Yeah, and there was the Iraq war vet I ran into in the supermarket just last week, who is showing that an average CC student who put an emphasis on learning can kick butt when put up against those kids who started at the university. He even has one company ready to hire him after just on summer as an intern. And there was another vet, an ex-Marine (as if there is such a thing) from the inner city slums of a northeastern city who stopped by in August to tell me he had graduated and was off to take a job in Washington DC. Every one of those stories helps dispel the myth that CC students are inferior and helps the next group do even better.

Oh, yeah, and profgrrrrl is well on her way to earning tenure.

The Bad:

Too many meetings. I knew serving on a major (actually, the most major) college committee would be a strain, but you never know for sure until it happens. To those who know, there is nothing more that needs to be said.

The kid who had more persistence than sense of reality. The odds of passing the course with a great final exam are not good if you averaged 65 on the hour exams. He did not even make 50% on the final. I suspect, from what I saw in the lab, that he confused understanding how to do a HW problem with getting it right after someone told him how to do it. That might help on an hour exam, but it won't work on the final and he proved it. But maybe he will be in the 'good' category after next semester. I have seen that happen, and maybe he needed to fail the final exam to really learn that his approach will not work.

The Really Ugly:

One of my lab TAs did not turn in his grades on time. No trouble with the students, but trouble with their teachers! That was a completely new experience for me. Sigh. I suspect graders block or terminal procrastination. I saw some hints of trouble but never suspected it would turn out this badly. The worst thing is that he is a really good teacher in the lab. I see a stressful spring.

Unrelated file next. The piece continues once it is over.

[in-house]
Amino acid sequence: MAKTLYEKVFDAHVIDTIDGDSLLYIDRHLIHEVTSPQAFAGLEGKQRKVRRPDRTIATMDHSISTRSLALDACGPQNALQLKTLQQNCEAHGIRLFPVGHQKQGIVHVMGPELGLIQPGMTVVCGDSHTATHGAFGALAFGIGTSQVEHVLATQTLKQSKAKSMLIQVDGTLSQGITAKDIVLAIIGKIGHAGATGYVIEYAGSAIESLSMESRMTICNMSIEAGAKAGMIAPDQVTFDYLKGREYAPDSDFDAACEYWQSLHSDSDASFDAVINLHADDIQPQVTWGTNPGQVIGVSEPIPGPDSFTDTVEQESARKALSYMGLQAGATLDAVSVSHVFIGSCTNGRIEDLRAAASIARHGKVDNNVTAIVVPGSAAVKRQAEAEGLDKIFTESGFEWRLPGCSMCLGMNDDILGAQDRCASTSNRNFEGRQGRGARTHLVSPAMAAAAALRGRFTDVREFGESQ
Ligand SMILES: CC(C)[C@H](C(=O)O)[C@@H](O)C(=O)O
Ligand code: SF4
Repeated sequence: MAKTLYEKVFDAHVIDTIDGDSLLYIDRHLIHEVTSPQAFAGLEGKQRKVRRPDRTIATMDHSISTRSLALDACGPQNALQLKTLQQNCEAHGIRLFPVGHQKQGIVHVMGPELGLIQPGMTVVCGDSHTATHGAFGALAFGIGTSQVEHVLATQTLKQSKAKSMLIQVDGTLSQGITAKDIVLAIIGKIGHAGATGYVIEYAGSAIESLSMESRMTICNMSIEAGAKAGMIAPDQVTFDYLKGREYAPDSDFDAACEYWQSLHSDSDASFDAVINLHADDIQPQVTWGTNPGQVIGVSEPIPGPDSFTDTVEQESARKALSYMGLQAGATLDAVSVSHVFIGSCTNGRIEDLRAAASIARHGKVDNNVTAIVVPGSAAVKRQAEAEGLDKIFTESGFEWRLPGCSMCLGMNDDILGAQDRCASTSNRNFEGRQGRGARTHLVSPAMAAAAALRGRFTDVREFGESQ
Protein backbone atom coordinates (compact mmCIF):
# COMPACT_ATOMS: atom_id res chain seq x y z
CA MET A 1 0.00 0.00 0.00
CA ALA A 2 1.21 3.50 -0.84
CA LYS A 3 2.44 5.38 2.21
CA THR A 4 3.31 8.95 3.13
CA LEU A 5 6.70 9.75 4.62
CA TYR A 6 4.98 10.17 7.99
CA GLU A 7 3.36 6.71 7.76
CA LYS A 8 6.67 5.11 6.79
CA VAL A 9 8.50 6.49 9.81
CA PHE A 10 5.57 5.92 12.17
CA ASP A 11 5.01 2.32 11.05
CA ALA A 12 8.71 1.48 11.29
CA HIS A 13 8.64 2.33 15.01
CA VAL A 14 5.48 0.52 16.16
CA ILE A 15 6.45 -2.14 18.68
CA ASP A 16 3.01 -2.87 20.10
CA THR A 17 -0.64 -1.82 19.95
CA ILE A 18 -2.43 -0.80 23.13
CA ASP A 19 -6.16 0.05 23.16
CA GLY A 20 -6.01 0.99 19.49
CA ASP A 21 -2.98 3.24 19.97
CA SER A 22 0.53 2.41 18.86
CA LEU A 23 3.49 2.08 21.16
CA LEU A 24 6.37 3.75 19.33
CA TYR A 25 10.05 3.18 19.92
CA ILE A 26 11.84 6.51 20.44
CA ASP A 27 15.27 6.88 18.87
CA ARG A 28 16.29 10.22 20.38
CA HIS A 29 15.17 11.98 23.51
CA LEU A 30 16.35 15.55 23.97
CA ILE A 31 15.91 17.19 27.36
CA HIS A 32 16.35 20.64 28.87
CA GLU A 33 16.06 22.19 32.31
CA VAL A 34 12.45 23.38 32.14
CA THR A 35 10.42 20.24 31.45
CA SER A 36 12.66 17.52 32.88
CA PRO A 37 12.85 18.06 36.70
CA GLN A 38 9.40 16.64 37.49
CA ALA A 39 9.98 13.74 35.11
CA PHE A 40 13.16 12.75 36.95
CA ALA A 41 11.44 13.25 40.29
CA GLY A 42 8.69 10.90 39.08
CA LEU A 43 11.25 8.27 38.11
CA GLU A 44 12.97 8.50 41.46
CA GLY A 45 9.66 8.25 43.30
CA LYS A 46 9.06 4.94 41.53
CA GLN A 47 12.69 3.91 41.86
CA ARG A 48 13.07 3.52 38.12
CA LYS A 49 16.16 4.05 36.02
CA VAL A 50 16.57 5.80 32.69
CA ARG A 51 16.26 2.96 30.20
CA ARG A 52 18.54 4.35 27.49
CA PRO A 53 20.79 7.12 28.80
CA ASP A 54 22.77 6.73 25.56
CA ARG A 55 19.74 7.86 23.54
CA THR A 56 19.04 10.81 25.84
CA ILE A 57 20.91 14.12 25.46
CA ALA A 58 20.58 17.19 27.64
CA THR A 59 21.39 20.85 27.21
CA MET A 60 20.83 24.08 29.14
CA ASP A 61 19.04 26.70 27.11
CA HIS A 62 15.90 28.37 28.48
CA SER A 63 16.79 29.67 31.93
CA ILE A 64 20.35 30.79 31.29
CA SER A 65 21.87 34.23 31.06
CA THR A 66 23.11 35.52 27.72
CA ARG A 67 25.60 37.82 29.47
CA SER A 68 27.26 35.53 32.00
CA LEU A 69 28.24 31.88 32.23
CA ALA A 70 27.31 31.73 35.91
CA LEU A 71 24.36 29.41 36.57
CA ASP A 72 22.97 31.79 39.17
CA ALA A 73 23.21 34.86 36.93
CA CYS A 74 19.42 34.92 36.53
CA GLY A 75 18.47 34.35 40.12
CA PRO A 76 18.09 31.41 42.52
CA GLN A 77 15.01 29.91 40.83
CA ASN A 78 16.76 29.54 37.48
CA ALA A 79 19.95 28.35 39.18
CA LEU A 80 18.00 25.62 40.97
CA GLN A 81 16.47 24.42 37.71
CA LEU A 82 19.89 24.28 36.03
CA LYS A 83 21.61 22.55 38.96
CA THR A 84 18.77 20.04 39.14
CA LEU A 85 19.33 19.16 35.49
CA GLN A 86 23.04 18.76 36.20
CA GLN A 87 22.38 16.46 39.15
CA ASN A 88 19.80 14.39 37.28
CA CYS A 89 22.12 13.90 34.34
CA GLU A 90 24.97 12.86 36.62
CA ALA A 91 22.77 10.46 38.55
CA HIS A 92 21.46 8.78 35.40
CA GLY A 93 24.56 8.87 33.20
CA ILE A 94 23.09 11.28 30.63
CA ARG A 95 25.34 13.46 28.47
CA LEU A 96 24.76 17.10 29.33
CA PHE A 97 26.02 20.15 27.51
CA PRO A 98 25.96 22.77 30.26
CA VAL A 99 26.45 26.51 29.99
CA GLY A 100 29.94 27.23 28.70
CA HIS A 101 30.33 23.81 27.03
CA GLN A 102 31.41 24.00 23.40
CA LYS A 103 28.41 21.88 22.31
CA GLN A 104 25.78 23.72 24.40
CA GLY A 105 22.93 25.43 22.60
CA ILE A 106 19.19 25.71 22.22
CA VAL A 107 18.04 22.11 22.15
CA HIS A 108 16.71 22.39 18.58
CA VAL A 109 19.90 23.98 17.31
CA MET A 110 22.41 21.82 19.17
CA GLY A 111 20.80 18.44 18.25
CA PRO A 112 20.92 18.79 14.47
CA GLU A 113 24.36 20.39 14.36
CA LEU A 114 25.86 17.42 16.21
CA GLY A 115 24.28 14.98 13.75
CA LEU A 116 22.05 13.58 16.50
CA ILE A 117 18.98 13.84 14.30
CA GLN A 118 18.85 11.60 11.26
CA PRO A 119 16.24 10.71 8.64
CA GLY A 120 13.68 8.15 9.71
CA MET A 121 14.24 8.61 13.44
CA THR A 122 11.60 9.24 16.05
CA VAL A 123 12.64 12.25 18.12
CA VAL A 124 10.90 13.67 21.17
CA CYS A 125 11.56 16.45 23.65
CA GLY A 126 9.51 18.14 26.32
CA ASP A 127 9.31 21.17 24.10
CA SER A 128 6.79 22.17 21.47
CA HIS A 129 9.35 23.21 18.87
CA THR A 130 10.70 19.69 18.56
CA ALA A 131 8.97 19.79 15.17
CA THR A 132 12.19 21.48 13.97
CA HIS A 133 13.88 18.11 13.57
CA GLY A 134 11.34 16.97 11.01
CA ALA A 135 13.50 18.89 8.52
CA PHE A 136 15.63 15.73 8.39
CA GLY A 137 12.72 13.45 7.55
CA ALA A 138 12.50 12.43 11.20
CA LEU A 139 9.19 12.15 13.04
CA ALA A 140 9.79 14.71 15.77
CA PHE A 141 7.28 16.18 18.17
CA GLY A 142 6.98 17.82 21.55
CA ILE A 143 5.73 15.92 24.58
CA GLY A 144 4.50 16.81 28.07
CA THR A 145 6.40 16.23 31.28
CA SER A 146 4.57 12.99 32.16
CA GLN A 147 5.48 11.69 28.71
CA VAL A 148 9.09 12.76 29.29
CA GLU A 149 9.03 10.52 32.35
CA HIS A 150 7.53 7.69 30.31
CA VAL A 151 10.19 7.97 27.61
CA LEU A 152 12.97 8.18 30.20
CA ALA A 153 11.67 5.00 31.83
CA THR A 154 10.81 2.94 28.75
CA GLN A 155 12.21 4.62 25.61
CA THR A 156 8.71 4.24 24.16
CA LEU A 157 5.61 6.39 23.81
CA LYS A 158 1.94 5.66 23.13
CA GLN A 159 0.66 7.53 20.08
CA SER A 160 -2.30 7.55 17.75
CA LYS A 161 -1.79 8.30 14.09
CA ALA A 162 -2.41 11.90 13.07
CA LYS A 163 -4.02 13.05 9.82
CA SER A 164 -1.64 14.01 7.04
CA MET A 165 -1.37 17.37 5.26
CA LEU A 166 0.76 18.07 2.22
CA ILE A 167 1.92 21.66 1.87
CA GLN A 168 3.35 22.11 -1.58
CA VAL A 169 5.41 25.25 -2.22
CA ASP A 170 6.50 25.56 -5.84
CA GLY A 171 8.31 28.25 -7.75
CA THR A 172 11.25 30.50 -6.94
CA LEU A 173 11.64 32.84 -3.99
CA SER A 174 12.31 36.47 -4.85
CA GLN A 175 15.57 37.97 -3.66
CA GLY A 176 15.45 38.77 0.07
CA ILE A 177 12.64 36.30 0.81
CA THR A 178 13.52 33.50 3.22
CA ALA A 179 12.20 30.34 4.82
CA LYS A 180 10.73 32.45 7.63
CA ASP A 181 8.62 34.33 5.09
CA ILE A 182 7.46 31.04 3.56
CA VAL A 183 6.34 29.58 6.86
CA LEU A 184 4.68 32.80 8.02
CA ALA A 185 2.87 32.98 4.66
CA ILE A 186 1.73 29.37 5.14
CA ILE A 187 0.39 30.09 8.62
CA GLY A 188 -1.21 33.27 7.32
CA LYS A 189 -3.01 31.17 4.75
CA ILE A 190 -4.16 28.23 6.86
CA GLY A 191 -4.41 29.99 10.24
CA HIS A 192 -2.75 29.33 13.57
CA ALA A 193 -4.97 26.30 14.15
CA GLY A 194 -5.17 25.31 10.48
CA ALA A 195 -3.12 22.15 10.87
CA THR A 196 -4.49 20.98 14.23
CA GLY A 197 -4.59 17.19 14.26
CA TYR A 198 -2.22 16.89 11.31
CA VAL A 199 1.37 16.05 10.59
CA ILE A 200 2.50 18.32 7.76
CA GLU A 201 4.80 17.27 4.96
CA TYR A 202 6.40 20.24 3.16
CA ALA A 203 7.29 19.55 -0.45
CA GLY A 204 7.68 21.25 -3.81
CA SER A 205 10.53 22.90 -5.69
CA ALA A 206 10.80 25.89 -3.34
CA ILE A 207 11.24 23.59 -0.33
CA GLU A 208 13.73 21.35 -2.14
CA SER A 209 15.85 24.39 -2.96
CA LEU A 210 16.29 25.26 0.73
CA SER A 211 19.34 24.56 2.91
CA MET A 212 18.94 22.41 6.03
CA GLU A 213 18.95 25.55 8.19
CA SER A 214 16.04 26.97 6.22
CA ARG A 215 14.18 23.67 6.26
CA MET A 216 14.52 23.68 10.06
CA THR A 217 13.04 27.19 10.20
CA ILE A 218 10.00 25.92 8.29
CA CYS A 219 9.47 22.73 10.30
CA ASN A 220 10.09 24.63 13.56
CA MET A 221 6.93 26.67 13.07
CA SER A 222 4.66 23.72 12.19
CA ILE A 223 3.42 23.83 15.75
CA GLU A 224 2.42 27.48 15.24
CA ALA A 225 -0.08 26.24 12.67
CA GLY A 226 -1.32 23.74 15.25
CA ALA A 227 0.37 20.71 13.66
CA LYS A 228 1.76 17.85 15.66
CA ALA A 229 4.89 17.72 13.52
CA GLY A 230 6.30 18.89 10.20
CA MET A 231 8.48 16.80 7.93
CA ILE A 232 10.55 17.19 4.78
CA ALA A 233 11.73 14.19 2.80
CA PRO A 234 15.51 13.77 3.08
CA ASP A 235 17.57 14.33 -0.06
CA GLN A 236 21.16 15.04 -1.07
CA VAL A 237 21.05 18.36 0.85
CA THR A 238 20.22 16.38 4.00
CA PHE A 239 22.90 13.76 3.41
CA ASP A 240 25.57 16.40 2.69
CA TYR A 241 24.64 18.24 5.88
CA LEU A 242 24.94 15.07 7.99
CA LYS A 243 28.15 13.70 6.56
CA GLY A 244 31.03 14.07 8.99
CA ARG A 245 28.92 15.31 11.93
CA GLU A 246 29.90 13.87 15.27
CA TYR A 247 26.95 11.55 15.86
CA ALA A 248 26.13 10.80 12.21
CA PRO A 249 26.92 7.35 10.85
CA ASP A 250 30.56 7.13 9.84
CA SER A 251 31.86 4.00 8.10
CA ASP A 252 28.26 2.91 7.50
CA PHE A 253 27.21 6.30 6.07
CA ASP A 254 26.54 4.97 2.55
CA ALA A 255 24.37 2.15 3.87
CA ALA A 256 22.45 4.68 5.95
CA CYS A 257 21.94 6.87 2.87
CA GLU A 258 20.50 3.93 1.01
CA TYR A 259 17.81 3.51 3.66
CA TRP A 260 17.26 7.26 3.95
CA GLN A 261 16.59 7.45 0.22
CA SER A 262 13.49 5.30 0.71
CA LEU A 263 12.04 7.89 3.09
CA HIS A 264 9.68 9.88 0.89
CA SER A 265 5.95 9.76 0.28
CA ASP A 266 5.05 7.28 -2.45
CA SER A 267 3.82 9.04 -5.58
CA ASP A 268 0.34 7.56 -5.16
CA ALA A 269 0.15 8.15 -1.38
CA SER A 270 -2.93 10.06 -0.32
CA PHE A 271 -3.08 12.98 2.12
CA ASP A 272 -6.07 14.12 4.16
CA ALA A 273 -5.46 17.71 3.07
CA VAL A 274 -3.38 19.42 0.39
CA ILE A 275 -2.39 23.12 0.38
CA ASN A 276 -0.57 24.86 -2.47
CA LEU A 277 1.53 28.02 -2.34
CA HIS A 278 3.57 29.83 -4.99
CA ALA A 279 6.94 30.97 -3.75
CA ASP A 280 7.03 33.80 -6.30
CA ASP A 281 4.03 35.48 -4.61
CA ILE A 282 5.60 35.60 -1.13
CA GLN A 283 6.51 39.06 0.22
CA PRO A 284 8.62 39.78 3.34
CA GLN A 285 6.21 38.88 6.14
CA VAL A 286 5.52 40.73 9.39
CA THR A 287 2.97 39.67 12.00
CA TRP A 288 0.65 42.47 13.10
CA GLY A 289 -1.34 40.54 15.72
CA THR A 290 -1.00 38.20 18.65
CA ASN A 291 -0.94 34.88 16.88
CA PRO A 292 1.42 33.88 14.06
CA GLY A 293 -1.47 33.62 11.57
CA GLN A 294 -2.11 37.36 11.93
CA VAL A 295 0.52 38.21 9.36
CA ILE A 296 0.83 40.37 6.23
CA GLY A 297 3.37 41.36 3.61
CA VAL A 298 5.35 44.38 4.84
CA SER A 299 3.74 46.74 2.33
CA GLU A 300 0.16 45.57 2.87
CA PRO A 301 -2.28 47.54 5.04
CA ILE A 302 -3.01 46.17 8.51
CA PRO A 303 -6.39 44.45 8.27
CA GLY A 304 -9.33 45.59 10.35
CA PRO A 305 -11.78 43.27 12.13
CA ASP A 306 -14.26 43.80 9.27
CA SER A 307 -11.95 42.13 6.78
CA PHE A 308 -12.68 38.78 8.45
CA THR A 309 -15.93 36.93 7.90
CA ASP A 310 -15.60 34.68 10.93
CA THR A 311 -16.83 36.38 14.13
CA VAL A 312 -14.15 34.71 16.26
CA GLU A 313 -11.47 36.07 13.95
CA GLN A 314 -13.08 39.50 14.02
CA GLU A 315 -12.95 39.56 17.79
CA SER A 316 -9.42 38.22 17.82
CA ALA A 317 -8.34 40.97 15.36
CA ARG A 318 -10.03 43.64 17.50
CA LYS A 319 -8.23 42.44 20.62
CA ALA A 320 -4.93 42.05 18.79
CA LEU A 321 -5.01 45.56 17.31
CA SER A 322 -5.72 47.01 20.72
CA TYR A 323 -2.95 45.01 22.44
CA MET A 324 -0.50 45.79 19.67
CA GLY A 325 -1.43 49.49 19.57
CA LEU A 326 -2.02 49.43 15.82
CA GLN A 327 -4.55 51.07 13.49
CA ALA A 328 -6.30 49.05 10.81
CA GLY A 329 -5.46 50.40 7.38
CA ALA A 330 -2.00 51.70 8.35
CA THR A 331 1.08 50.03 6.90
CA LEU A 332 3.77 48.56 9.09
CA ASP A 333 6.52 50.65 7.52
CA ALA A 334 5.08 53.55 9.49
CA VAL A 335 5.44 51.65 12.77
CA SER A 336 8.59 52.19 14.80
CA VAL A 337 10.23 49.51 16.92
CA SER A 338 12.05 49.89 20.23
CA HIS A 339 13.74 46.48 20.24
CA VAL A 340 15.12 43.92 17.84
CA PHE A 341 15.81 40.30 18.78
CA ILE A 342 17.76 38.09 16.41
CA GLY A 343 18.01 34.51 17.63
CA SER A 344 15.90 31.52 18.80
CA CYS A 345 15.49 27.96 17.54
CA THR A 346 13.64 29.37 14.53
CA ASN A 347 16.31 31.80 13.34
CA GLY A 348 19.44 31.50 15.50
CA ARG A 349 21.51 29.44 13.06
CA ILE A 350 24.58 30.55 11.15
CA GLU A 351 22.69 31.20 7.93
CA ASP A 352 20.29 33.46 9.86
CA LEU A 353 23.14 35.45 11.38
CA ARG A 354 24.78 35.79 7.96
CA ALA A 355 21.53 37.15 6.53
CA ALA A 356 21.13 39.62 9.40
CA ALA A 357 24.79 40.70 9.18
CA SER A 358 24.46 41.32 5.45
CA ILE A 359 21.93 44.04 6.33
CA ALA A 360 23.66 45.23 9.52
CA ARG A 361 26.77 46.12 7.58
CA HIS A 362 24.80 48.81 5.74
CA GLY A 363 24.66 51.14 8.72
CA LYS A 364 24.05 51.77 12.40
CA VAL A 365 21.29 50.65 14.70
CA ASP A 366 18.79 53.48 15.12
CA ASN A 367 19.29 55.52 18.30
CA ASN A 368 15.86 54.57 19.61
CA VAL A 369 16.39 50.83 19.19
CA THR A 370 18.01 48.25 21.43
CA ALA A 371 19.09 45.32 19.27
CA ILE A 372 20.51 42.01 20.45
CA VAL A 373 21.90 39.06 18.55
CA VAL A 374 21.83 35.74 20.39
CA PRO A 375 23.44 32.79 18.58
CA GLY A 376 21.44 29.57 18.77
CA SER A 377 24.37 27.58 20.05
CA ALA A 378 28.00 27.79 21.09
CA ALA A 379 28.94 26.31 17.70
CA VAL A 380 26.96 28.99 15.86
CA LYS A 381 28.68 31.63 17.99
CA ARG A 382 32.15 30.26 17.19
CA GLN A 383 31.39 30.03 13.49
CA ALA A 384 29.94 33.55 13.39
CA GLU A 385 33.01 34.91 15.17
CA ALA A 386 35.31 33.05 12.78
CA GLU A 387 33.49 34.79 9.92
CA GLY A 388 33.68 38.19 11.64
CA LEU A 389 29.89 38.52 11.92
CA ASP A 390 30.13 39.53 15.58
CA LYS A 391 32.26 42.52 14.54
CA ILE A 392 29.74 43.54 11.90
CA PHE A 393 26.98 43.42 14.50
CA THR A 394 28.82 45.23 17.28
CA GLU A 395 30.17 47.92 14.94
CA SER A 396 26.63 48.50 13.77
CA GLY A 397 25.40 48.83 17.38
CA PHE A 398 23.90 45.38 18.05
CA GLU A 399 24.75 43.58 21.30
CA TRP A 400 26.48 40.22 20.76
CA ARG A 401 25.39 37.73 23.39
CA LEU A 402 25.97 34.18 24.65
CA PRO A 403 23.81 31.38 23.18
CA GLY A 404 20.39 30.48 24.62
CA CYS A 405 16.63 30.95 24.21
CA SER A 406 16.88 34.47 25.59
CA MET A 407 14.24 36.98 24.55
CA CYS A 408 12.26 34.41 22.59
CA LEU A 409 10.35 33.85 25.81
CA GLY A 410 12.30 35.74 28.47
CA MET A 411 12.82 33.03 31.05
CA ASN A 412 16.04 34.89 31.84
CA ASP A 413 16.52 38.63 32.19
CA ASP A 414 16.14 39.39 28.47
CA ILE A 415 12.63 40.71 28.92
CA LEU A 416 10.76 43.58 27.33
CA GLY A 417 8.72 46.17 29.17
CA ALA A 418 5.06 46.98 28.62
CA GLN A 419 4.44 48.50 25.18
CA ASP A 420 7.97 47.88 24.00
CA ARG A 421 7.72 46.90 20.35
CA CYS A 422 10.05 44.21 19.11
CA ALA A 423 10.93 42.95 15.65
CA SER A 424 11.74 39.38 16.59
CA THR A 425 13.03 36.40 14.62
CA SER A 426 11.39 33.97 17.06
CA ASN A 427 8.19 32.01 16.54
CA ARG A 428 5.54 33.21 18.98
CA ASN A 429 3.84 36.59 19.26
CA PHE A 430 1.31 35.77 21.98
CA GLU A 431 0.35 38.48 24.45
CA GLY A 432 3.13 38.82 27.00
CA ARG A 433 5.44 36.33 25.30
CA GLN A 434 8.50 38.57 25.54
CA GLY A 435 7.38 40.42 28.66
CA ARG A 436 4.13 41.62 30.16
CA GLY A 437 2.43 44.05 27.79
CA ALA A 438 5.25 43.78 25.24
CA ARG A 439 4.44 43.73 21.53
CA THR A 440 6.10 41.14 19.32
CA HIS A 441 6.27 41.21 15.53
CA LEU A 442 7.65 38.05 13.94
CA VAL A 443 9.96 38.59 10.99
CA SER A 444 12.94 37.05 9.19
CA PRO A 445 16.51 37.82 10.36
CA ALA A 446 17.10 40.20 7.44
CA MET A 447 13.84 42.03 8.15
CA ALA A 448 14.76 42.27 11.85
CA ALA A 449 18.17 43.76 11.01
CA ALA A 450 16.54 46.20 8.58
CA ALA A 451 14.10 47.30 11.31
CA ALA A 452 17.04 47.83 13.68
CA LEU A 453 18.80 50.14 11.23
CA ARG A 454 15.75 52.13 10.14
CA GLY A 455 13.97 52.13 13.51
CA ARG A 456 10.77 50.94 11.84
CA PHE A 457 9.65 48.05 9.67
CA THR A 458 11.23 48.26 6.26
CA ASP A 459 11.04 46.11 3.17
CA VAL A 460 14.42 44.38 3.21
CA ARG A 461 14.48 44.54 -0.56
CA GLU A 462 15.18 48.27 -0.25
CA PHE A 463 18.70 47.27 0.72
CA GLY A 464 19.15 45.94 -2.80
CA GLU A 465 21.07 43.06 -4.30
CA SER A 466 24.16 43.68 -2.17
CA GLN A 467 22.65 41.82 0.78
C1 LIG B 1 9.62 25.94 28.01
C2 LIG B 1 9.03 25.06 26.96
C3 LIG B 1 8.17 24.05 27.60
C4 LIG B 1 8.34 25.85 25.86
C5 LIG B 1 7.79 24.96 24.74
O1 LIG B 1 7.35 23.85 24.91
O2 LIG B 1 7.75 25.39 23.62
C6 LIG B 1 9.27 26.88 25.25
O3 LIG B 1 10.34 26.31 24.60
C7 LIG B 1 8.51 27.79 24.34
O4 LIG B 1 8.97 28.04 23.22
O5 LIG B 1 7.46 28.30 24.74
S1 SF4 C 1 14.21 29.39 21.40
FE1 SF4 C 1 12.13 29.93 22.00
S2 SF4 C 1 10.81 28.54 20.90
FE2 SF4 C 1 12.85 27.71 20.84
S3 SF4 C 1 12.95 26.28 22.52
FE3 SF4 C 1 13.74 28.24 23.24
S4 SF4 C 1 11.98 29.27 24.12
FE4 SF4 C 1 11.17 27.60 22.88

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Tuesday, December 11, 2007

Grading Playlist

Pretty good progress grading so far. Got all of my final lab reports and lab exams graded so they could be returned at the final exam for the lecture course, and wrapped up the final exam for one class (the small one). That took me through

  • Cream: Strange Brew
  • Beach Boys: Made in the USA
  • Heart (the debut album)
  • Jethro Tull Original Masters
  • Led Zeppelin
  • Beatles: With the Beatles
which carried me through on-line grade entry for those three classes.

On tap is my larger class, where I still have to "take" the exam and write out the grading key. That will probably look like
  • The Beatles: Love (to work the exam)
  • Led Zeppelin (reprised due to recent concert)
  • Jimi Hendrix: The Ultimate Experience
  • Les Negresses Vertes: Mlah
  • Temptations: 17 Greatest Hits
If that does not do it, I'll add an update.

PS - Gotta love the tune "Zobi La Mouche" from the debut album of Les Negresses Vertes, a French band whose use of folk instruments (including the accordion) produces a sound that reminds me of Cajun music. Great energy for grading. The only problem with it showed up when I asked a young french post-doc to translate the lyrics. She was too embarrassed to tell me more than what the title meant.

Addendum: I did have to add a few disks to finish that last exam. Since I knew that I needed to think hard about the N-8 distinct wrong answers to a problem some of them found particularly hard, then slam through the last few problems and add them up, I went with
  • Beatles: Rubber Soul
  • Miles Davis: Relaxin'
  • Yes: Fragile
  • Beethoven: 9th Symphony (Dresden Philharmonic with the Berlin and Leipzig Radio Choruses)
That did it.

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Holiday Music

Time to destroy those childhood mythologies: Check out this remix of Alvin and the Chipmunks that has been slowed down so you can hear the original vocals. From M-1.US.

On that thought, need some Mashups with your mashed potatoes?

Check out SantasticIII in 3-D.

If you like that, go back a few years to SantasticII: Clausome! (2006) and Santastic: Holiday Boots 4 Your Stockings (2005).

Motivated by an article by Dean Dad complaining about lousy christmas music. He's never heard "Dreidel All The Way".

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Saturday, December 1, 2007

FSM at a national meeting

There is an amusing report in a blog about a session devoted to the subversive value of a parody like the Church of the Flying Spaghetti Monster. If you have never heard of it, FSM was invented in much the way Intelligent Design was invented, but for the opposite reason.

The FSM is quite popular around our department, since some of the biology folks regularly encounter kids who have been taught bogus biology in Sunday School. We are now seeing it spread to geology and oceanography (somehow global warming is against the bible) as well as physics (radioactive decay and entropy).

One office has a "What Would FSM Do?" sign on the door, and another of my colleagues went so far as to make up a Christmas decoration featuring a stylized FSM made of LEDs. The latter is quite pretty.